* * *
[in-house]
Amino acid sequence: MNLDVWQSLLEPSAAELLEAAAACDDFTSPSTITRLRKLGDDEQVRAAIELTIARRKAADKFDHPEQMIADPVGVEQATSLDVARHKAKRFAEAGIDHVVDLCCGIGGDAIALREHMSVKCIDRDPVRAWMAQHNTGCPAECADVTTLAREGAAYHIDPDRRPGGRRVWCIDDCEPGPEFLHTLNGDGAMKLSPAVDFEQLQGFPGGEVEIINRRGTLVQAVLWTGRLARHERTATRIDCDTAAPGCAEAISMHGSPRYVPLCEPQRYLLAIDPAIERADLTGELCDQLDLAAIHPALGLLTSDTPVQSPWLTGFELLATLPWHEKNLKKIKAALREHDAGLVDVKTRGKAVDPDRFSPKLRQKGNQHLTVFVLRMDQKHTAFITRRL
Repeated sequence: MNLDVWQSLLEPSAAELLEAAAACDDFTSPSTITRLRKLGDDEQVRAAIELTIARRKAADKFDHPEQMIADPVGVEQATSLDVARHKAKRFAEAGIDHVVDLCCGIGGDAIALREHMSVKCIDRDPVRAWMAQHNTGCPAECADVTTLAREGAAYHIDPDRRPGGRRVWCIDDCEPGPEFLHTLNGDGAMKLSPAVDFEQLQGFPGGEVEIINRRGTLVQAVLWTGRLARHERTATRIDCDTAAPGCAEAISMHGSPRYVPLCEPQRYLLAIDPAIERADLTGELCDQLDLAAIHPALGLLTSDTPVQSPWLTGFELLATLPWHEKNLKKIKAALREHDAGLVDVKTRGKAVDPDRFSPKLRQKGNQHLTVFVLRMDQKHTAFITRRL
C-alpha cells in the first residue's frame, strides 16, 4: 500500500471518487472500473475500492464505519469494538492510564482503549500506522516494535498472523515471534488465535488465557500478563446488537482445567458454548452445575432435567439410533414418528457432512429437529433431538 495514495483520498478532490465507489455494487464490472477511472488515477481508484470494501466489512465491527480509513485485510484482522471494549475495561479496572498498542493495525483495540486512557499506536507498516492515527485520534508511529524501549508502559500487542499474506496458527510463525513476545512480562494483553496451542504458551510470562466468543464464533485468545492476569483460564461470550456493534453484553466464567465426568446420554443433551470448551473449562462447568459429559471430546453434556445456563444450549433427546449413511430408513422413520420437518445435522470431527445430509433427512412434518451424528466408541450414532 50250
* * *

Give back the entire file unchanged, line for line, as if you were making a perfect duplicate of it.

[in-house]
Amino acid sequence: MNLDVWQSLLEPSAAELLEAAAACDDFTSPSTITRLRKLGDDEQVRAAIELTIARRKAADKFDHPEQMIADPVGVEQATSLDVARHKAKRFAEAGIDHVVDLCCGIGGDAIALREHMSVKCIDRDPVRAWMAQHNTGCPAECADVTTLAREGAAYHIDPDRRPGGRRVWCIDDCEPGPEFLHTLNGDGAMKLSPAVDFEQLQGFPGGEVEIINRRGTLVQAVLWTGRLARHERTATRIDCDTAAPGCAEAISMHGSPRYVPLCEPQRYLLAIDPAIERADLTGELCDQLDLAAIHPALGLLTSDTPVQSPWLTGFELLATLPWHEKNLKKIKAALREHDAGLVDVKTRGKAVDPDRFSPKLRQKGNQHLTVFVLRMDQKHTAFITRRL
Repeated sequence: MNLDVWQSLLEPSAAELLEAAAACDDFTSPSTITRLRKLGDDEQVRAAIELTIARRKAADKFDHPEQMIADPVGVEQATSLDVARHKAKRFAEAGIDHVVDLCCGIGGDAIALREHMSVKCIDRDPVRAWMAQHNTGCPAECADVTTLAREGAAYHIDPDRRPGGRRVWCIDDCEPGPEFLHTLNGDGAMKLSPAVDFEQLQGFPGGEVEIINRRGTLVQAVLWTGRLARHERTATRIDCDTAAPGCAEAISMHGSPRYVPLCEPQRYLLAIDPAIERADLTGELCDQLDLAAIHPALGLLTSDTPVQSPWLTGFELLATLPWHEKNLKKIKAALREHDAGLVDVKTRGKAVDPDRFSPKLRQKGNQHLTVFVLRMDQKHTAFITRRL
C-alpha cells in the first residue's frame, strides 16, 4: 500500500471518487472500473475500492464505519469494538492510564482503549500506522516494535498472523515471534488465535488465557500478563446488537482445567458454548452445575432435567439410533414418528457432512429437529433431538 495514495483520498478532490465507489455494487464490472477511472488515477481508484470494501466489512465491527480509513485485510484482522471494549475495561479496572498498542493495525483495540486512557499506536507498516492515527485520534508511529524501549508502559500487542499474506496458527510463525513476545512480562494483553496451542504458551510470562466468543464464533485468545492476569483460564461470550456493534453484553466464567465426568446420554443433551470448551473449562462447568459429559471430546453434556445456563444450549433427546449413511430408513422413520420437518445435522470431527445430509433427512412434518451424528466408541450414532 50250